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North Shore (Greater Vancouver)

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The North Shore, as seen from downtown Vancouver. To the right are the City and District of North Vancouver, and to the left is the District of West Vancouver.

The North Shore (of Burrard Inlet) is a term commonly used to refer to several areas adjacent to Vancouver, British Columbia, Canada:

It is renowned for its proximity to nature, varied outdoor recreation opportunities (especially mountain biking) as well as historically significant west coast modernist architecture.



Attractions include Capilano Suspension Bridge Park, and the three Vancouver's North Shore mountains - Cypress Mountain, Grouse Mountain, and Mount Seymour.

In the winter, there are a number of snow sports and winter activities available. The three mountains offer skiing, snowboarding, snowshoeing, tubing, and tobogganing with runs and trails for all skill levels. The North Shore is also well known for Holiday attractions the Peak of Christmas, and Canyon Lights featuring the World's tallest Christmas tree.

In the summer hiking and watersports are popular activities. The North Shore’s famously steep incline, composed of six mountain peaks: Black, Strachan, Hollyburn, Grouse, Fromme, and Seymour Mountains – offer perfect terrain for adventurers who like nothing better than lacing on a pair of hiking boots. Vancouver's North Shore is known for a number of challenging and breathtaking hiking opportunities, popular trails being: The Grouse Grind, Lynn Canyon Park, Quarry Rock, Norvan Falls, Dog Mountain, and Cypress Mountain.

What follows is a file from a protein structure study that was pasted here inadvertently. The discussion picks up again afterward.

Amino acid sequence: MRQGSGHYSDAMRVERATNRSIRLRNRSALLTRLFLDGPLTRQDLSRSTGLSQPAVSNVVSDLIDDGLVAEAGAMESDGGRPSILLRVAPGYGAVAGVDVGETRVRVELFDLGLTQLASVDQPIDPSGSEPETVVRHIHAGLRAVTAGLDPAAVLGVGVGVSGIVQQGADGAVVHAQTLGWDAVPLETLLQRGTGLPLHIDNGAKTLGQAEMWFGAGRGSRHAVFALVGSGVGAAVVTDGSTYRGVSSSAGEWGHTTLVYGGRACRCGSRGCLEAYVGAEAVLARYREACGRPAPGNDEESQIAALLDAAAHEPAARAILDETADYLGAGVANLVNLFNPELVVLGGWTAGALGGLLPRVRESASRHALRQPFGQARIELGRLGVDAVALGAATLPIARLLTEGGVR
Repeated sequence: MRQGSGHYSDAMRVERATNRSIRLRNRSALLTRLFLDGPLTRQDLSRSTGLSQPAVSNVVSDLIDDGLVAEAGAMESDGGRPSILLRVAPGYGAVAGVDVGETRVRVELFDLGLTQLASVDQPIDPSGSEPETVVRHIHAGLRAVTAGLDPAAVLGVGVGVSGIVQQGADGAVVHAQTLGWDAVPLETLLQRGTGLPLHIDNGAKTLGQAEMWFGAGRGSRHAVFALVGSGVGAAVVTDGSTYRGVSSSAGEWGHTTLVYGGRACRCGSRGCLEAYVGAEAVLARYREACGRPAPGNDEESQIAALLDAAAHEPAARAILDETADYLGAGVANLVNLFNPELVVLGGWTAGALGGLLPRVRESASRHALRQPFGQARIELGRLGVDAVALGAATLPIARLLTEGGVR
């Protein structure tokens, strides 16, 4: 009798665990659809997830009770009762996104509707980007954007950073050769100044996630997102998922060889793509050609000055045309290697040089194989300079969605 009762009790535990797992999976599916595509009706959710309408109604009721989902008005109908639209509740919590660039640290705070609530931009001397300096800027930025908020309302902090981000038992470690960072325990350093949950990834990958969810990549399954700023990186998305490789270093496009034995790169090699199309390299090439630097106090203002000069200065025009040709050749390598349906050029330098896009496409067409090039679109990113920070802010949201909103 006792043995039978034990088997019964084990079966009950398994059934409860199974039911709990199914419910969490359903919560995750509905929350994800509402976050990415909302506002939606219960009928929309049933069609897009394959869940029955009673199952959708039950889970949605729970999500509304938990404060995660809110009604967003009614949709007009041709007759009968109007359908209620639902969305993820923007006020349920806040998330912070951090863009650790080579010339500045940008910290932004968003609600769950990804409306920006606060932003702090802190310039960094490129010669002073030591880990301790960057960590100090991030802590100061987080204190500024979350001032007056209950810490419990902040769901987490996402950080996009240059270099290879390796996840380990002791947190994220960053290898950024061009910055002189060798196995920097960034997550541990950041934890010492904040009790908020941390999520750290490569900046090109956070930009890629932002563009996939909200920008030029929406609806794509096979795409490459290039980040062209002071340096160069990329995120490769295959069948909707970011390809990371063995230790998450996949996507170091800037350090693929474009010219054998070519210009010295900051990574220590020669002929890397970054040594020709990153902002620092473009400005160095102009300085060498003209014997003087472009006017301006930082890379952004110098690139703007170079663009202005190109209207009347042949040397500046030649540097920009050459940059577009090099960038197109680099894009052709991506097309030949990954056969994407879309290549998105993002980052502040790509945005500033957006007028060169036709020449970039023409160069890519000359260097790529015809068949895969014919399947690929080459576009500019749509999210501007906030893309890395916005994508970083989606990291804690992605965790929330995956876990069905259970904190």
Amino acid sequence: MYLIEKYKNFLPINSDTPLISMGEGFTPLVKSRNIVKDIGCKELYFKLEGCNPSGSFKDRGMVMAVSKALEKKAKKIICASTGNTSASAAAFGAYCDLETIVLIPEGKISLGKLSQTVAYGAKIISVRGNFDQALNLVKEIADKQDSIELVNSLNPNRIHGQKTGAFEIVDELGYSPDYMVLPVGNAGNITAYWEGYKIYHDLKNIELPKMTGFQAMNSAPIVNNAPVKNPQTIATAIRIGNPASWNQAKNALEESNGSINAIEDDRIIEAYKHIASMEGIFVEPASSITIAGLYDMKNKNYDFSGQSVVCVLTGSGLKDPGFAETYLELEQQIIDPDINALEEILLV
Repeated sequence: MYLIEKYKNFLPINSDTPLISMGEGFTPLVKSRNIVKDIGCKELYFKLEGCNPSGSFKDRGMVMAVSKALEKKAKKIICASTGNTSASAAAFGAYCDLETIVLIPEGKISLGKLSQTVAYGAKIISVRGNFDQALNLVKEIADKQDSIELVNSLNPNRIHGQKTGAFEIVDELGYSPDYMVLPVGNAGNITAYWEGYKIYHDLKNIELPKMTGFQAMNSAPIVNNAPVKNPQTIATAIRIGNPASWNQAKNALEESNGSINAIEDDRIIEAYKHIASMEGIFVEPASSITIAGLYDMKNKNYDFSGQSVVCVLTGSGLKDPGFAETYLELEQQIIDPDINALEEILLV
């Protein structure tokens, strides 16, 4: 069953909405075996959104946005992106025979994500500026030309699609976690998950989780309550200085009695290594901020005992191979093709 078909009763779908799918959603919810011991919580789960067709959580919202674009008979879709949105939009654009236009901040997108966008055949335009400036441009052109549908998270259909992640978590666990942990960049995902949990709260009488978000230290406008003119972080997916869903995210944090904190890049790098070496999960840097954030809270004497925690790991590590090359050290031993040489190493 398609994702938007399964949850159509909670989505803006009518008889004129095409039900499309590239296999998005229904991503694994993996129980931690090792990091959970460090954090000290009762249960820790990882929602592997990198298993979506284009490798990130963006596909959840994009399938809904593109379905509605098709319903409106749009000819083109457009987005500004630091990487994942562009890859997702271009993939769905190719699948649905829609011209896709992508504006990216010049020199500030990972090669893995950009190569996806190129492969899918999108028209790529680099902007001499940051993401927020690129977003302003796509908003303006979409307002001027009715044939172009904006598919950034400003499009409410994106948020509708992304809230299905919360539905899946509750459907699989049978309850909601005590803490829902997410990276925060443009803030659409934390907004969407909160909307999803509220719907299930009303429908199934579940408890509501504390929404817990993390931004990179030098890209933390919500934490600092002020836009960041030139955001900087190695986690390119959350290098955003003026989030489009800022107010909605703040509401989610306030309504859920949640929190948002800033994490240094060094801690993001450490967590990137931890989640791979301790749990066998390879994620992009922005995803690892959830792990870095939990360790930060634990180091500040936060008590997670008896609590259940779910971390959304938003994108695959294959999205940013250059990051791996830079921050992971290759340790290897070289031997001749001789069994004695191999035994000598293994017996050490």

Watersports such as canoeing, kayaking, and stand-up paddleboarding are popular in Deep Cove during summer months. West Vancouver's Whytecliff Park is known as one of the best places in British Columbia for scuba diving.

Vancouver's North Shore also hosts a number of events that draw visitors from across Canada and beyond. The Harmony Arts Festival is a ten-day arts festival taking place in West Vancouver every summer, The Coho Festival is a celebration of environment protection and nature’s annual miracle of salmon returning to North Shore rivers and streams held every September in Ambleside, West Vancouver, and the Shipyards Night Market is a summer market taking place May-September with over 100 vendors selling fresh food and locally made products, live music, beer garden and much more!

The Polygon Gallery recently opened at Lonsdale Quay in North Vancouver. The gallery is a non-collecting Canadian public art gallery with a focus on photography and media-based art.


Access to these municipalities is limited by geography. Three major bodies of water - Howe Sound to the west, Burrard Inlet to the south, and Indian Arm to the east - and the rugged peaks of the Coast Mountains to the north serve to isolate the North Shore from the rest of the Lower Mainland. Two road bridges (the Lions' Gate Bridge and Ironworkers Memorial Second Narrows Crossing) connect to the city of Vancouver and the Trans-Canada Highway. The only other road access is by way of Highway 99 from the north, or through the Horseshoe Bay ferry terminal from Vancouver Island and the Sunshine Coast. The SeaBus passenger ferry, a part of the Lower Mainland's transit system, connects Lonsdale Quay with Vancouver in downtown Vancouver.

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